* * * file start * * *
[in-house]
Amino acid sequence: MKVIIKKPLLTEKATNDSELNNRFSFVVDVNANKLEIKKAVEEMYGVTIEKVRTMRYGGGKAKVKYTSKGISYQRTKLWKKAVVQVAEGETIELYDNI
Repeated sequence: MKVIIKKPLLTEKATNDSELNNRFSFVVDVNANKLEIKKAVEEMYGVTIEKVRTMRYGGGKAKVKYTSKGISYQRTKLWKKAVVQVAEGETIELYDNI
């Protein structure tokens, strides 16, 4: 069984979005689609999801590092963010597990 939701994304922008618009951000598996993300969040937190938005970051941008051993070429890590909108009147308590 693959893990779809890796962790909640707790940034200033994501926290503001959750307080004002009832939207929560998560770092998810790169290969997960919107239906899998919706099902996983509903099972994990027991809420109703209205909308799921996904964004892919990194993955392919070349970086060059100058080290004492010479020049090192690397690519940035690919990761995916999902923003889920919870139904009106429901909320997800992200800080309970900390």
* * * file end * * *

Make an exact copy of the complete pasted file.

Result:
[in-house]
Amino acid sequence: MKVIIKKPLLTEKATNDSELNNRFSFVVDVNANKLEIKKAVEEMYGVTIEKVRTMRYGGGKAKVKYTSKGISYQRTKLWKKAVVQVAEGETIELYDNI
Repeated sequence: MKVIIKKPLLTEKATNDSELNNRFSFVVDVNANKLEIKKAVEEMYGVTIEKVRTMRYGGGKAKVKYTSKGISYQRTKLWKKAVVQVAEGETIELYDNI
């Protein structure tokens, strides 16, 4: 069984979005689609999801590092963010597990 939701994304922008618009951000598996993300969040937190938005970051941008051993070429890590909108009147308590 693959893990779809890796962790909640707790940034200033994501926290503001959750307080004002009832939207929560998560770092998810790169290969997960919107239906899998919706099902996983509903099972994990027991809420109703209205909308799921996904964004892919990194993955392919070349970086060059100058080290004492010479020049090192690397690519940035690919990761995916999902923003889920919870139904009106429901909320997800992200800080309970900390």